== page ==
Beginning with the Breath

My Dear Shepherds,

In the beginning God created ex nihilo—from nothing. Ezekiel, in his vision of bones and breath, saw God re-create ex mortuis—from the dead; from the condemned dead, to be specific. That is the greater miracle! Ezekiel reported,

Then he said to me, “Prophesy to the breath; … So I prophesied as he commanded me, and breath entered them; they came to life and stood up on their feet—a vast army. … This is what the Sovereign LORD says: My people, I am going to open your graves and bring you up from them; I will bring you back to the land of Israel. (Ezek. 37:9-10,12)

God did indeed resuscitate Israel, restoring them to their homeland where they rebuilt their city and their identity as God’s holy people. But “a vast army” they weren’t. Not yet.

That story began when the crucified, entombed body of Jesus suddenly inhaled immortality, the first breath of the second Adam. Fifty days later, when the little platoon of pray-ers “were all together in one place,” God’s “breath entered them,” sweeping in with the sound of a violent wind and with “what seemed to be tongues of fire coming to rest on each of them. All of them were filled with the Holy Spirit ….”

In the next verses of Ezekiel 37, God continued to reveal a stunning synopsis of the epic future of his people, which would be millennia in the making. So many of our sweetest hopes are packed tightly into the ancient promises of Ezekiel 37:15-28. The faithful among the exiles in Babylon as well as faithful sojourners now wait from one border of paradise or the other for the prophecy’s complete fulfillment.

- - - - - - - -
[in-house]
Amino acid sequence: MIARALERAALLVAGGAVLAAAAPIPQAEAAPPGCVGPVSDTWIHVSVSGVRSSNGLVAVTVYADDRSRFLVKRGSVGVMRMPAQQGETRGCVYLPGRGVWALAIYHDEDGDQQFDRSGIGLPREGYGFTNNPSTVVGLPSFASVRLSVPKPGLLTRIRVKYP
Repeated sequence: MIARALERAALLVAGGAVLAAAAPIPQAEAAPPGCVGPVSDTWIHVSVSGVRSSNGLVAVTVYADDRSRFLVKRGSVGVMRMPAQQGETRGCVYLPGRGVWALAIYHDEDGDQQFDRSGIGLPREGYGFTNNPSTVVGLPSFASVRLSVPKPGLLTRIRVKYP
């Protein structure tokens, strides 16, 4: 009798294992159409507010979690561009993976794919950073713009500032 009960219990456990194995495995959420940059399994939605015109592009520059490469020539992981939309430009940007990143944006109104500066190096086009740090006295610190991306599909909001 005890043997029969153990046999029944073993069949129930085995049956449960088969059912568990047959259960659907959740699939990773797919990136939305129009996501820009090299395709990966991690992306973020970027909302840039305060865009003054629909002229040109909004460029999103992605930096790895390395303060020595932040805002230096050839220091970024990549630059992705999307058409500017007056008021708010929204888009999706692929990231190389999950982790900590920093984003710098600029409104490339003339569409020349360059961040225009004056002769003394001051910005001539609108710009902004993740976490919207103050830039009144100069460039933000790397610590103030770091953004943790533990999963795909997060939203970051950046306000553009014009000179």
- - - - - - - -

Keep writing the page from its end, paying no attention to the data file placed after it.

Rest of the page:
Our pastoral duty is to embed and foster this spacious living hope in God’s people. Echoing Ezekiel, we tell them how God will make his divided and dead people “one nation in the land.” We also tell our flock how we will be included in “a great multitude that no one could count, from every nation, tribe, people and language, standing before the throne and before the Lamb.”

God promised the refugees in Babylon, “My servant David will be king over them, and they will have one shepherd.” We can tell our people so much more of Christ Jesus, of his reign as King of kings, and of his lordship within us. We know and love him as our good shepherd who “lays down his life for his sheep.”

We unpack Ezekiel’s prophecy of God’s everlasting covenant of peace and his blood-bought promise, “I will save them from all their sinful backsliding and I will cleanse them. … They will follow my laws and be careful to keep my decrees.”

Through Ezekiel God promised, “I will put my sanctuary among them forever.” We explain how we “are being built together to become a dwelling in which God lives by his Spirit,” and how one day we will descend from heaven as Christ’s Bride. With Ezekiel, we echo one of God’s own favorite promises, “I will be their God and they will be my people.”

And that “vast army”? John saw

“… a rider called faithful and true … and his name is the Word of God. The armies of heaven were following him, riding on white horses and dressed in fine linen, white and clean.” (Rev. 19:14)

The epic ending often seems so far off, our place so small and our pace so plodding. We resonate with Sam’s question of Gandalf, “Is everything sad going to come untrue?” Our prophetic calling is to assure the saints, “Yes, beloved, indeed it will!”

Be ye glad!

Like this article?

Leave a comment